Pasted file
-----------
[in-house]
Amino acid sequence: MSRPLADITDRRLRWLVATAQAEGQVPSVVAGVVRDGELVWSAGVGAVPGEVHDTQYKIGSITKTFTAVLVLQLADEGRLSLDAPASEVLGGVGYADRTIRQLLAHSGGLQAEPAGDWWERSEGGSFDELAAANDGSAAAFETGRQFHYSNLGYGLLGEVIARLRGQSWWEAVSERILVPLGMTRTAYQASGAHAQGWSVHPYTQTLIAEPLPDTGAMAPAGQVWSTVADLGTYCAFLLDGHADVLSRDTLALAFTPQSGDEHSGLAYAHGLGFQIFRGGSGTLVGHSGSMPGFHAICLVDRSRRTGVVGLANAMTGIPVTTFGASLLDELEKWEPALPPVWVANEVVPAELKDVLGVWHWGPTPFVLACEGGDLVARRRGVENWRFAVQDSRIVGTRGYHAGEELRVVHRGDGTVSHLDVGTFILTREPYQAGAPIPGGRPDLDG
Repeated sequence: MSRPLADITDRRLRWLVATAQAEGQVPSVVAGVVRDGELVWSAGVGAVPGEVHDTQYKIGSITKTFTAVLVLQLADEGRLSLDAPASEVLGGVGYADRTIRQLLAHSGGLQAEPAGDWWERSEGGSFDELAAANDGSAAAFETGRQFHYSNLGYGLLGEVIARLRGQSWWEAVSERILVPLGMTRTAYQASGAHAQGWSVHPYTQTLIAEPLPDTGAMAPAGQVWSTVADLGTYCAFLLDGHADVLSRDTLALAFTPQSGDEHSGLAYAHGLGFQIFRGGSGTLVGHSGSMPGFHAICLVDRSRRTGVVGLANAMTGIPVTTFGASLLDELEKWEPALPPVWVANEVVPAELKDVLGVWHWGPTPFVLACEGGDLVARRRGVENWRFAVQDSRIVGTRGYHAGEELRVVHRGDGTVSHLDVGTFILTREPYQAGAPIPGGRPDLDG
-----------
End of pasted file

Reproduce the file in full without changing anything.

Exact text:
[in-house]
Amino acid sequence: MSRPLADITDRRLRWLVATAQAEGQVPSVVAGVVRDGELVWSAGVGAVPGEVHDTQYKIGSITKTFTAVLVLQLADEGRLSLDAPASEVLGGVGYADRTIRQLLAHSGGLQAEPAGDWWERSEGGSFDELAAANDGSAAAFETGRQFHYSNLGYGLLGEVIARLRGQSWWEAVSERILVPLGMTRTAYQASGAHAQGWSVHPYTQTLIAEPLPDTGAMAPAGQVWSTVADLGTYCAFLLDGHADVLSRDTLALAFTPQSGDEHSGLAYAHGLGFQIFRGGSGTLVGHSGSMPGFHAICLVDRSRRTGVVGLANAMTGIPVTTFGASLLDELEKWEPALPPVWVANEVVPAELKDVLGVWHWGPTPFVLACEGGDLVARRRGVENWRFAVQDSRIVGTRGYHAGEELRVVHRGDGTVSHLDVGTFILTREPYQAGAPIPGGRPDLDG
Repeated sequence: MSRPLADITDRRLRWLVATAQAEGQVPSVVAGVVRDGELVWSAGVGAVPGEVHDTQYKIGSITKTFTAVLVLQLADEGRLSLDAPASEVLGGVGYADRTIRQLLAHSGGLQAEPAGDWWERSEGGSFDELAAANDGSAAAFETGRQFHYSNLGYGLLGEVIARLRGQSWWEAVSERILVPLGMTRTAYQASGAHAQGWSVHPYTQTLIAEPLPDTGAMAPAGQVWSTVADLGTYCAFLLDGHADVLSRDTLALAFTPQSGDEHSGLAYAHGLGFQIFRGGSGTLVGHSGSMPGFHAICLVDRSRRTGVVGLANAMTGIPVTTFGASLLDELEKWEPALPPVWVANEVVPAELKDVLGVWHWGPTPFVLACEGGDLVARRRGVENWRFAVQDSRIVGTRGYHAGEELRVVHRGDGTVSHLDVGTFILTREPYQAGAPIPGGRPDLDG